This is a fence-top I have been dancing on for a long time. While my personal preferences have always leaned toward earlier and horseless carriage factory built cars, I also like and enjoy later cars and speedsters. I have argued for more than 40 years that a properly restored speedster is as much a part of automotive history as any Packard or Pierce Arrow. Certainly, they are also in the same vein as trucks with limited production or one-off bodies. These things were how things were done in the era. They were part of the rule, not just exceptions.
Also, certainly, there are shows and tours at which speedsters should not be taken. I have never been to the OCF, but really hope to make it happen soon. From what I have seen of it? I think at least some speedsters should be allowed there. But even I would not want too many of them at that particular event. And I might have to go in one. (I really want to make it in time to see Marty B as the announcer!)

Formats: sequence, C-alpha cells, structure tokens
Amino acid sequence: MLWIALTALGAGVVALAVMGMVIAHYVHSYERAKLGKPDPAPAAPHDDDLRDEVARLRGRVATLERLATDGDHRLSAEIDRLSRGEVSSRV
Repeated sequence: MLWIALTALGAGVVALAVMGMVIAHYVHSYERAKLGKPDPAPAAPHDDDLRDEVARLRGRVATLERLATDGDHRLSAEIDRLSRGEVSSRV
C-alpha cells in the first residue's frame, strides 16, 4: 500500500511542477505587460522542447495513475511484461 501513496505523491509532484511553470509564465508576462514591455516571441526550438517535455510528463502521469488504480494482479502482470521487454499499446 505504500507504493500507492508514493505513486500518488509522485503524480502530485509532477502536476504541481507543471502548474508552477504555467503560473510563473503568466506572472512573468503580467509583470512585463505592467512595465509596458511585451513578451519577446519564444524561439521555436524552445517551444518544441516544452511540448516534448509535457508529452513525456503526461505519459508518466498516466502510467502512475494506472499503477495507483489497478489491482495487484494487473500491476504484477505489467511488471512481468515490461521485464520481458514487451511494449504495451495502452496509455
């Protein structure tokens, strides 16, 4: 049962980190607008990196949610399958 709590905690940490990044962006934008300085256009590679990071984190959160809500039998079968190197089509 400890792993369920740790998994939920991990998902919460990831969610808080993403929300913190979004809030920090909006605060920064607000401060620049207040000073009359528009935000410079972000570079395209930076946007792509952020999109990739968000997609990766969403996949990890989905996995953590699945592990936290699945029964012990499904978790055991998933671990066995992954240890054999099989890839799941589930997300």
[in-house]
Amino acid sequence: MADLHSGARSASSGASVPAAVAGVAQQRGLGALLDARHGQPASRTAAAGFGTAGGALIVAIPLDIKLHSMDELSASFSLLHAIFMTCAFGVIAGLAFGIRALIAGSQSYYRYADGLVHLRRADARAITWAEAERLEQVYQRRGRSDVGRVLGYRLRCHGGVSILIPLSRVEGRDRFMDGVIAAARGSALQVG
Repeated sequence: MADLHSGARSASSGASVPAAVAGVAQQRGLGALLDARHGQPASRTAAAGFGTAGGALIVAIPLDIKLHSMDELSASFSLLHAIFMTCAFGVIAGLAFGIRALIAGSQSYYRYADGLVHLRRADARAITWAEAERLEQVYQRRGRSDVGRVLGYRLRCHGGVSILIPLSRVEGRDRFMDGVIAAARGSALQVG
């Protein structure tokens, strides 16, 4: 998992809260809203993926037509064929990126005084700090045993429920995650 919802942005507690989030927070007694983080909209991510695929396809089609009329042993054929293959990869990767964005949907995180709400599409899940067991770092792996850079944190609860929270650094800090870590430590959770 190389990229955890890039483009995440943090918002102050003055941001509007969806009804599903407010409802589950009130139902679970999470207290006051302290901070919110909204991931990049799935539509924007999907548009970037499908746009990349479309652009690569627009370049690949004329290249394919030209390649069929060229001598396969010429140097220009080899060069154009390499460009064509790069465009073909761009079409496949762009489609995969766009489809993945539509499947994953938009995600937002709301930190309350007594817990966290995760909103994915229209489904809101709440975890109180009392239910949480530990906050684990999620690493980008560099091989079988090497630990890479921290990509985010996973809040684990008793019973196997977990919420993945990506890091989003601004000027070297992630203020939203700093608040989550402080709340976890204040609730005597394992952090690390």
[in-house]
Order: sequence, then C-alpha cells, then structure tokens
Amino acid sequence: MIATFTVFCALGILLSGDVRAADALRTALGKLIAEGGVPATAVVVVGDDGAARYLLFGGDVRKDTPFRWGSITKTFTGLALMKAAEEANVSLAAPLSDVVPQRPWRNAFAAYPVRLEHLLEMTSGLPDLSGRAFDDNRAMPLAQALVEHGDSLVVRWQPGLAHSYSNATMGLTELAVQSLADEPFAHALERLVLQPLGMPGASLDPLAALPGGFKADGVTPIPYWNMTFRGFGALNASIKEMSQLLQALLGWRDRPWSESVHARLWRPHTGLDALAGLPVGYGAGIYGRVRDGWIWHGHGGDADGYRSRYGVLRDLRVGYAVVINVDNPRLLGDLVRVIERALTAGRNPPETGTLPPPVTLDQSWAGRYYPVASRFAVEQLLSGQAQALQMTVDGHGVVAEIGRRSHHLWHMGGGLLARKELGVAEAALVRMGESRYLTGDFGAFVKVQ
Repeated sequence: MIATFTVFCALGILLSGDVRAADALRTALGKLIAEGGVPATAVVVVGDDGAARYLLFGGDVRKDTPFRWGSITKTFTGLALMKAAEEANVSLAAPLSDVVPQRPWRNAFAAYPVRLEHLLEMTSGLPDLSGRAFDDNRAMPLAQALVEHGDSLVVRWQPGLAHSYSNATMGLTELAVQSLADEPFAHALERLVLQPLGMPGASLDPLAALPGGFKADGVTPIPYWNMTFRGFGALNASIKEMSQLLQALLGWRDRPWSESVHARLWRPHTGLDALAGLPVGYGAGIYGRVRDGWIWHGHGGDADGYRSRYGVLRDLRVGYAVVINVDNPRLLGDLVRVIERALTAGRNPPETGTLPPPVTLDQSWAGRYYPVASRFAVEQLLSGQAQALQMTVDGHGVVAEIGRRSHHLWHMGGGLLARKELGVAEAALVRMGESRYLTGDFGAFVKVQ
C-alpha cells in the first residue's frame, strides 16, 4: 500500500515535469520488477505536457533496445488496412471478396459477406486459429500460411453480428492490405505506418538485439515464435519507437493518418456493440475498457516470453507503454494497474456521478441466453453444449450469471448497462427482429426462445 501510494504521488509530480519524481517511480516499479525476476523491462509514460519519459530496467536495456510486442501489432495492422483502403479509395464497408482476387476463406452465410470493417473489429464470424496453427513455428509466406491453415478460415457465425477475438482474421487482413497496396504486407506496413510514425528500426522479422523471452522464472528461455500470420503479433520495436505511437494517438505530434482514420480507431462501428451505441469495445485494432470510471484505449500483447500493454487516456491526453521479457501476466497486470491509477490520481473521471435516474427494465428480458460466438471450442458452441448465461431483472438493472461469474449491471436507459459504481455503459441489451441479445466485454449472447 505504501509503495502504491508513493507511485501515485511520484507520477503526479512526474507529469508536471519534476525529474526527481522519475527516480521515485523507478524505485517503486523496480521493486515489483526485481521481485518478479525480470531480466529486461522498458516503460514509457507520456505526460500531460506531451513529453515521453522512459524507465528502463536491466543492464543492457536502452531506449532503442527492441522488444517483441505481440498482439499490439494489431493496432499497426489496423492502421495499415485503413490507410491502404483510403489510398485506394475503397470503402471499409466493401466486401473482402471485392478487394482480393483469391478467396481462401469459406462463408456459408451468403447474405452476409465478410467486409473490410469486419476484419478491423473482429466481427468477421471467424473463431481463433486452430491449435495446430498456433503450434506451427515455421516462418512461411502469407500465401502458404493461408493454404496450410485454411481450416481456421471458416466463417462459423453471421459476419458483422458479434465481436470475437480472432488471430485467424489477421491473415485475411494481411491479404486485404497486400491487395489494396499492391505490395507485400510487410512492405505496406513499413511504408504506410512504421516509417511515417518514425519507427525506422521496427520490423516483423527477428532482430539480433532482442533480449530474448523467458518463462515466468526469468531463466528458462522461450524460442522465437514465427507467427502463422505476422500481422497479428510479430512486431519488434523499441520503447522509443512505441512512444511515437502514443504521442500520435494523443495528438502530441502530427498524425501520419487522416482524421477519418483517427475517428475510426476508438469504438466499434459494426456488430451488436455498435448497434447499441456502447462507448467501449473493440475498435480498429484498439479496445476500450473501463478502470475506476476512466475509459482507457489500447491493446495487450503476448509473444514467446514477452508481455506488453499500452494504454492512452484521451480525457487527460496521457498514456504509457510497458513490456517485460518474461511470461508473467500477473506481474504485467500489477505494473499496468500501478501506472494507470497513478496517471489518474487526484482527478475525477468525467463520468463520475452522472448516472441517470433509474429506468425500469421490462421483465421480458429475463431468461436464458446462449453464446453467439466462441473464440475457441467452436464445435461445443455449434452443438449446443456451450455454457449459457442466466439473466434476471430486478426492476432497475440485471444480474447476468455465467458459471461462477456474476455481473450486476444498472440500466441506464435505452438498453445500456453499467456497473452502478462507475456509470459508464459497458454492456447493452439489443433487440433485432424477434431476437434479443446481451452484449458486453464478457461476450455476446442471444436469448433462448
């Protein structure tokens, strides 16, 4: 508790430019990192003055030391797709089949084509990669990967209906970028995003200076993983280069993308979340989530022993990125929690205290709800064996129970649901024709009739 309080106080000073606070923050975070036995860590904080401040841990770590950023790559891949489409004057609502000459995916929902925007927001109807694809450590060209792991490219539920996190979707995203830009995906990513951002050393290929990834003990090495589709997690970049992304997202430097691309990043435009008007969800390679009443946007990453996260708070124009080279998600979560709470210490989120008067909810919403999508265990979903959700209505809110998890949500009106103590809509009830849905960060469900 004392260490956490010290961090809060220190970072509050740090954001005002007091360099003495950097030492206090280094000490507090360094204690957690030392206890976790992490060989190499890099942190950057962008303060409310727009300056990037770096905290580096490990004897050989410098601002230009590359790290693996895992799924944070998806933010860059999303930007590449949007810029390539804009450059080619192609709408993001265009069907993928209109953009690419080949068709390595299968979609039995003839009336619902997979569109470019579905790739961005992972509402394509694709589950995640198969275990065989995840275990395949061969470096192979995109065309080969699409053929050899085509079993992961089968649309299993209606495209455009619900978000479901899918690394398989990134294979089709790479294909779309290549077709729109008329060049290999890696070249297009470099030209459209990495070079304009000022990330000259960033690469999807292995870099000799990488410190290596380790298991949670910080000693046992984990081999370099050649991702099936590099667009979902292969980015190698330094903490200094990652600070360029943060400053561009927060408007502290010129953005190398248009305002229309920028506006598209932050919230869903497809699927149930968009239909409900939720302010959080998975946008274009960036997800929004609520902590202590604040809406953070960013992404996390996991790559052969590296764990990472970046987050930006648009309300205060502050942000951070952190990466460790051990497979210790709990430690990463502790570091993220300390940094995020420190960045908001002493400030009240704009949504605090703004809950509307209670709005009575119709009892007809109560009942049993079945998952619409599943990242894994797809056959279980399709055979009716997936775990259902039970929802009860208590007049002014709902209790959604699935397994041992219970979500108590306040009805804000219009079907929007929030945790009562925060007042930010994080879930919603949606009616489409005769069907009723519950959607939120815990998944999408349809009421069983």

Many automobile production companies also built special cars for racing and promotion. Ford certainly built several before the model T was produced. They built two specials on the "line" in 1909, plus two custom racers used by Frank Kulick in the T era. In addition to that, a couple speedsters were built for Edsel Ford.
Then comes another line to question. There were several special bodied speedster type cars built by Ford dealers across the country. They have an odd place between the factory built cars, and the home-built hobby cars.